One of our favorite trails in Cochise County just 25 miles from Paws and Hooves Ranch, and that was where we headed on Friday morning. It was sunny, calm, and in the low 60’s when we pointed Jules out the gate at 11:30 am, and we had hiking lunches (peanut butter and jelly sandwiches and Cuties) in our backpacks.
Odel made a short detour in Sunsites, to Shadow Mountain Golf Course to find out whether or not it was still open (it is, thanks to community volunteers) and the current rate ($20), and then we were on our way out Ironwood Road to Cochise’s Stronghold.
From time to time, I try to see this part of Arizona as if I’d never seen it before and, honestly, much of it is not that appealing a sight in the dead of winter, dry and chilled at this high altitude. In winter, the beauty of Cochise County is not in the broad valleys, but in the canyons and hidden byways of the numerous mountain ranges poking up in every direction. As soon as we left the Sulphur Springs Valley behind and the beautiful rock formations of the Stronghold loomed up ahead of us, I remembered why we so enjoy the time we spend exploring Cochise County as it awaits the coming of spring and the greening of the mesquite.
Since the last time we hiked the Stronghold, the Forest Service has changed its fee policy: it is now FREE for Golden Age Passport holders (used to be half price, $2.50). We parked at the trailhead, grabbed our packs, hats, and hiking sticks, and headed up the trail – after a brief pause to chat with a trio of typically cheerful Canadians enjoying Arizona’s warmer winter weather.
Last year at this time, Odel was planning to have his partial knee replacement surgery, and this is the first time we have attempted a 6 mile, rocky, uphill hike since that surgery ten months ago. He knee held up well, but that hike just about kicked our butts! I’d forgotten how ROCKY Arizona’s trails are, and how that trail seems to be one long UP hill. I felt like Rocky Balboa trying to get back in shape – but without the aid of the inspiring music.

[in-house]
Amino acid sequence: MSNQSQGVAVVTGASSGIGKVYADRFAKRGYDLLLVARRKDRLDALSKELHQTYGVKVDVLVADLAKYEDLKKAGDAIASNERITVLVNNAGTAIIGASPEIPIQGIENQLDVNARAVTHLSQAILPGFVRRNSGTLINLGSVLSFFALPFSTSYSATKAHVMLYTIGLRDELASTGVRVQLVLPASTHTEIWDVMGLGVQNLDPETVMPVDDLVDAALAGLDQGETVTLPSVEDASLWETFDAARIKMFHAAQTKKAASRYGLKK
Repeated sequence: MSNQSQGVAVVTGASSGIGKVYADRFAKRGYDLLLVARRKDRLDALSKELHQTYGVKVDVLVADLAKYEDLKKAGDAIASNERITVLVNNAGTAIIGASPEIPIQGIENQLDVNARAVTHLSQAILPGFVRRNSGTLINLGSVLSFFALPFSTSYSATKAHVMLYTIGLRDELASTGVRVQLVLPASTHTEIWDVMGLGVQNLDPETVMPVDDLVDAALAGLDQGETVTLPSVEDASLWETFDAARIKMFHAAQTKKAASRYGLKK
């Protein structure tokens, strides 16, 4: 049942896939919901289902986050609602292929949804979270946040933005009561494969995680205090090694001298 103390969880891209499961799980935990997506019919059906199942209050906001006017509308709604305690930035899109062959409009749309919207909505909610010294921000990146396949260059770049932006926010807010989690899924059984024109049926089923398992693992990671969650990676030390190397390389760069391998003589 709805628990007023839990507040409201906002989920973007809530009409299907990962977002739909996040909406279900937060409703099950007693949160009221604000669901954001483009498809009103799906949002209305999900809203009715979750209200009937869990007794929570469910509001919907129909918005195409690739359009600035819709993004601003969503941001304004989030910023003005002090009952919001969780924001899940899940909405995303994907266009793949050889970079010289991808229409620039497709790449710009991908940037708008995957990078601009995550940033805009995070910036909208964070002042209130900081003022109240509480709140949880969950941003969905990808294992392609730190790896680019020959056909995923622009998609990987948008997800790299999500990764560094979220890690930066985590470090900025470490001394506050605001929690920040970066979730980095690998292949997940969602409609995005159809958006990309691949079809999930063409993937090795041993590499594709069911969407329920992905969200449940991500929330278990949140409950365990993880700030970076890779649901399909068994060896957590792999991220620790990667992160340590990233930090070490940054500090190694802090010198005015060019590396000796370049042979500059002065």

Clouds had formed by the time we reached the summit, and a breeze on our sweaty shirts was cold, so we ate our late lunch and started back down the trail. Not much chatter on the way back; I definitely felt the effects of the distance and effort and was happy to get home and pull off my hiking boots. By then, the clouds had thickened, and I stopped in the middle of cooking dinner later that evening to jump outside with my camera for a picture of the blazing sunset.
One more photo, this one snagged from the website of the Whole Foods Market. A couple nights ago, I prepared a recipe from the Whole Foods Market cookbook. It won a definite thumbs up from the three of us – Odel, Auntie Carol and me, critical eaters all. The combination of colors, textures, and flavors was exceptional, and it all cooks in one pan!
Though the recipe claims to serve 4, we had no trouble eating every last bite (even with the addition of the optional tofu) – so if you plan to serve 4, best to serve accompaniments. I’ve added the recipe to the recipe archive on the left of the blog.